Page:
I’m in the middle of writing some new songs for the clarinet/piano/drums trio that performed its first gig last week. The gig was lots of fun so, as I mentioned in my last news post, I thought it might be fun to one day write some originals for that instrumentation, a modern take on a classic style, … or something clever like that. Well, “one day” became “right away” when I realized that I needed a recent recording of my songs for the next Canada Council grant deadline. So for all those people who’ve picked up one of my albums and said “By God! How does he come up with such clever, clever songs?!” Here’s your answer…
My creative process hinges on two things:
Open-minded to all musical possibilities/directions and persistence in seeing out ideas as far as you can, even ideas that don’t seem that great at first. I believe that with these two key things (and a basic knowledge of harmony) anyone can write a song. And a good one at that!
So what does this look like you ask? … It looks like this:
I set aside an hour or more and sit down at the piano, and I just start playing chord combinations and snippets of melody. Oftentimes I give myself a creative direction by keeping a visual image in mind such as a place or person, real or imagined, and then try to find melodies and textures that paint a picture, musically, of that image (all the songs on my last album for example were written with people/places/feelings of Shanghai in mind). Either way, this direction is flexible to change at any time.
So where was I? Oh yes, tinkling away at the piano. The chords and melodies start off quite randomly, sometimes I close my eyes and allow my fingers to wander around the keyboard, letting the melodies and disonances just wash over my ears. After about 15 minutes or so of that there’s usually something which will stand out to my ears as sort of interesting. It could be as little as 3 notes of a melody or 2 chords in succession, I call this the “seed” of a composition because it could potentially, with a little nurturing, grow into a song. Or, … after 5 minutes of nurturing the seed may turn out to be moldy and lifeless and thus thrown into the compost. Eventually, however, another seed will materialize and I’ll end up with the beginnings of a new song.
This is the open-mindedness: allowing your imagination to run with the possibilities of where a tiny idea could lead. It also helps to let go of rigid ideals. “This idea has been done already!” “This song isn’t modern enough!” “This song isn’t accessible enough! And this one’s, it’s,… well it’s… too accessible!”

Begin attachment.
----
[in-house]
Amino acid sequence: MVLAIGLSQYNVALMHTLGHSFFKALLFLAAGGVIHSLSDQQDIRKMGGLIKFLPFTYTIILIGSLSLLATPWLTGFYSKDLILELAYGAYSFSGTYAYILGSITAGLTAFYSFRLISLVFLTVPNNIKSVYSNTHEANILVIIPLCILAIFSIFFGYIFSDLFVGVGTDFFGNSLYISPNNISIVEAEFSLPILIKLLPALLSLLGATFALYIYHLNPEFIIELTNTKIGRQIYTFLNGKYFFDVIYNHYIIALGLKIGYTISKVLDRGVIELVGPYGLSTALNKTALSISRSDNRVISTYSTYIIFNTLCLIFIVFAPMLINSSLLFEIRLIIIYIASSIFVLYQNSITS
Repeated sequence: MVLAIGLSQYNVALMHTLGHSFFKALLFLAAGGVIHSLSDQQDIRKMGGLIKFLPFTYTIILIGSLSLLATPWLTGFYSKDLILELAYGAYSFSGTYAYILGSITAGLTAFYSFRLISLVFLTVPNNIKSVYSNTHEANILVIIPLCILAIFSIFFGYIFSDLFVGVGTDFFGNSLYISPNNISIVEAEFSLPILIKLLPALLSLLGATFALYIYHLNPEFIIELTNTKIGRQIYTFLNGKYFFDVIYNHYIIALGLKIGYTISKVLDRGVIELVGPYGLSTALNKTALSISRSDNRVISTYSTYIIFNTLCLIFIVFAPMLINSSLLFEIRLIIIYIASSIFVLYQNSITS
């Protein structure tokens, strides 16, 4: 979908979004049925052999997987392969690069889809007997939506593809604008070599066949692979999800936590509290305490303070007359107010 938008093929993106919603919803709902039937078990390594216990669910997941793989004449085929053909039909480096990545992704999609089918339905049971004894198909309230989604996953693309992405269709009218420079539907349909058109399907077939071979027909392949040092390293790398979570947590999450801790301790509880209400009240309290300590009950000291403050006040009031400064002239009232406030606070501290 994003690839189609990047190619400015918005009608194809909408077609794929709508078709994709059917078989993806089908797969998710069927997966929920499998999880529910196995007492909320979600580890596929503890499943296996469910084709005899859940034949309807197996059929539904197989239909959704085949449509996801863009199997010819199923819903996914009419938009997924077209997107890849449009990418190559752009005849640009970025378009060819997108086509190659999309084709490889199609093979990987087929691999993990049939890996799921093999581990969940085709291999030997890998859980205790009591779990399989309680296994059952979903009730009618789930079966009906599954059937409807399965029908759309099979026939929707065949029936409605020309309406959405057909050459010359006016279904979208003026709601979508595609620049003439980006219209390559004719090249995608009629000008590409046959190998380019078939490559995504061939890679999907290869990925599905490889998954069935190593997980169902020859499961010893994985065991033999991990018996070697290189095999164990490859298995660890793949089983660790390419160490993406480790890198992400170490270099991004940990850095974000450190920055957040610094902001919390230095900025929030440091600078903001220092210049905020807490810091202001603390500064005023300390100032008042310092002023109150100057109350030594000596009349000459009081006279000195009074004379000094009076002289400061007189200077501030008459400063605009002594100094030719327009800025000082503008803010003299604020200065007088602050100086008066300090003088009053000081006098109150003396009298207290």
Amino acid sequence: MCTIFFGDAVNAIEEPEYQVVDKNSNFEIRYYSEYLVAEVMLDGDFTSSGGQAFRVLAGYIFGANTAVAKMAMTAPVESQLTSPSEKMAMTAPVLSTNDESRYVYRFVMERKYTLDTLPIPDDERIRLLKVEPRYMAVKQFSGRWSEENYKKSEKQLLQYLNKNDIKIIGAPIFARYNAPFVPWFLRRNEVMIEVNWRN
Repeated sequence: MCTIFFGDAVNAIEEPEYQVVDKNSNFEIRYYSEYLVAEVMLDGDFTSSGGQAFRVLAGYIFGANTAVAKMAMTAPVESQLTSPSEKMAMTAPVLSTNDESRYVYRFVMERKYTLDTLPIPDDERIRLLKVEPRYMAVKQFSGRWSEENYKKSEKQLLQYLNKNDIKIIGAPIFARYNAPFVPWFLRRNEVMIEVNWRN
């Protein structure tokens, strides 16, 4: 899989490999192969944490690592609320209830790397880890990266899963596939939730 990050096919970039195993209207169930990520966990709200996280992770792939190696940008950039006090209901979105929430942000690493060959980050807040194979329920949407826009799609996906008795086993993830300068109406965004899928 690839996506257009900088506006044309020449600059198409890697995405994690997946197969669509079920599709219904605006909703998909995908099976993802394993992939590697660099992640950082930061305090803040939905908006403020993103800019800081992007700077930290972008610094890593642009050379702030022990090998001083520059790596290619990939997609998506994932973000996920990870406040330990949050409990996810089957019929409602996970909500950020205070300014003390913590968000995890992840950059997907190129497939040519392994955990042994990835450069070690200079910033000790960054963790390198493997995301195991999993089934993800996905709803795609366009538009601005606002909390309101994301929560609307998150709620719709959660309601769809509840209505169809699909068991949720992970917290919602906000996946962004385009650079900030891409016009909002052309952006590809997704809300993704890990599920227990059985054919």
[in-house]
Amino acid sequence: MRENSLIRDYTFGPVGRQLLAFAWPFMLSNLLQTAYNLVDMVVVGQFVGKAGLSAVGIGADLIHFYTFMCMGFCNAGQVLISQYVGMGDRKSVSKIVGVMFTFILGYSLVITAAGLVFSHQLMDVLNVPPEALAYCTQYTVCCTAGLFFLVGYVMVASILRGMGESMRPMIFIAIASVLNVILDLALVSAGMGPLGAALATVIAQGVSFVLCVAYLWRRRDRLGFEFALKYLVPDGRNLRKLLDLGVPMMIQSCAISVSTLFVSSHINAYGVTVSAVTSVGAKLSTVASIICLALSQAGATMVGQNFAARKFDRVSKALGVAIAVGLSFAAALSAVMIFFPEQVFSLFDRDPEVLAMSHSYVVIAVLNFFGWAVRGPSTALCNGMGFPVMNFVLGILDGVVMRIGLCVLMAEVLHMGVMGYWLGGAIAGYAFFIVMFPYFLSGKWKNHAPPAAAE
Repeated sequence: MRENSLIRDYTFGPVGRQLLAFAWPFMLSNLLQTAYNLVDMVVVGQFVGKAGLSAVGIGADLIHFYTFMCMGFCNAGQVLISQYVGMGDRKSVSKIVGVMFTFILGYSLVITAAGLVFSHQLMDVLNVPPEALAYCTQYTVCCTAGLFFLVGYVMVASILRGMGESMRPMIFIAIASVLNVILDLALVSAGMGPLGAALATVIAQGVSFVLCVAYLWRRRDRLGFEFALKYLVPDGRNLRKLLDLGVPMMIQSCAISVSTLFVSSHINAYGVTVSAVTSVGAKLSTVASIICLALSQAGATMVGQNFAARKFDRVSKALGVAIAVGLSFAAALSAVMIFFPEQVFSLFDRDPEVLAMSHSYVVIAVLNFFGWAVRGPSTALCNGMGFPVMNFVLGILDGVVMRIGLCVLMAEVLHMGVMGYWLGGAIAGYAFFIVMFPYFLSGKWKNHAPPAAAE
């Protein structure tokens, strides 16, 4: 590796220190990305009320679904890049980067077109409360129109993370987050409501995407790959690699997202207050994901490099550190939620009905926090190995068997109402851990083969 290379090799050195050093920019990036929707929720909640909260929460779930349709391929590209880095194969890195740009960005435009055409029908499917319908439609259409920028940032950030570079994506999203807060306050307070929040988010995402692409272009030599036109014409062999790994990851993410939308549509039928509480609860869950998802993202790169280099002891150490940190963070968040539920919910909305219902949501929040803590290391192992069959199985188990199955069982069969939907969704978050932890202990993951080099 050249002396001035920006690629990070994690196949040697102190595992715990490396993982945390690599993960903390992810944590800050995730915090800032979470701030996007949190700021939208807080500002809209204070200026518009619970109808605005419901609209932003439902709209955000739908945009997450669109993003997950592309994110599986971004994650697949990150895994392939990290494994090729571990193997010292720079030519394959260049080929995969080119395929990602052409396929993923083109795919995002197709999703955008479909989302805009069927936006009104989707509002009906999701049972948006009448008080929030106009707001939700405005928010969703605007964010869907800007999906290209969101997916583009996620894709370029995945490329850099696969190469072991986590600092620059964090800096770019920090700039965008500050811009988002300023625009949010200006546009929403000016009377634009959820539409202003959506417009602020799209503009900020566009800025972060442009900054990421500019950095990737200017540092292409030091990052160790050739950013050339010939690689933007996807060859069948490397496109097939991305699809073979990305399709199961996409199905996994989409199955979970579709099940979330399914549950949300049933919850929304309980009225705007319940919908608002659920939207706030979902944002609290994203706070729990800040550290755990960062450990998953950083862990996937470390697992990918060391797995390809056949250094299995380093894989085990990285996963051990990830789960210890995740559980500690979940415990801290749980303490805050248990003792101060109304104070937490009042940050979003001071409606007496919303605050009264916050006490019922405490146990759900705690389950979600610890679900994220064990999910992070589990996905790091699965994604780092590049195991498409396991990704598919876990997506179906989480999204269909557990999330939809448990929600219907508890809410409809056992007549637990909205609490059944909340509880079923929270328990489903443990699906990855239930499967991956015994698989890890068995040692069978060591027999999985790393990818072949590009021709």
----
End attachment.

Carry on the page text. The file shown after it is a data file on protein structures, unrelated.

Who cares!? Just shut-up and write some tunes already.
A song “seed”, however, is not a song yet! If I just left it that then I’d have a notebook full of “seeds” and not a damn thing else to show for it. This is where persistence enters into the process: persistence to complete the song inspired by this “seed.” Once I’ve completed the first draft, there will always be numerous revisions. In some cases the revisions will be huge, I’ll sometimes take a new song and decide that I really don’t like the original seed that much BUT I really like the 4 bars at the end, so then those 4 bars become the seed for a new song. Finishing songs is a generally quite a lengthy process for me, I find it both satisfying and exhausting.
I have to credit my Mother for teaching me this artistic process at a very young age. She used to play a game with my Sister and I which involved her drawing a simple shape or a few lines on a piece of paper and then giving us the marker to draw around it. Sometimes there was direction, “draw an animal based on this” and sometimes none at all. Sometimes we drew a simple shape for her and she would create a picture out of it. The key to this game was that we were using our imaginations to give life to a simple idea. These were by far the best composition lessons I ever received and my approach hasn’t changed much since.
I could go on and on about composing but what I’ve explained here is essentially how I approach it. I’m not naturally gifted at composing, I was just fortunate enough to approach it early on as a sort of game to play and this is why I can spend all day writing music without noticing the hours pass.
Now speaking of, I’ve got to go back and write something more for the swing trio. Yes, it’s like a game but it is, after all, my job as well!
Have a great week!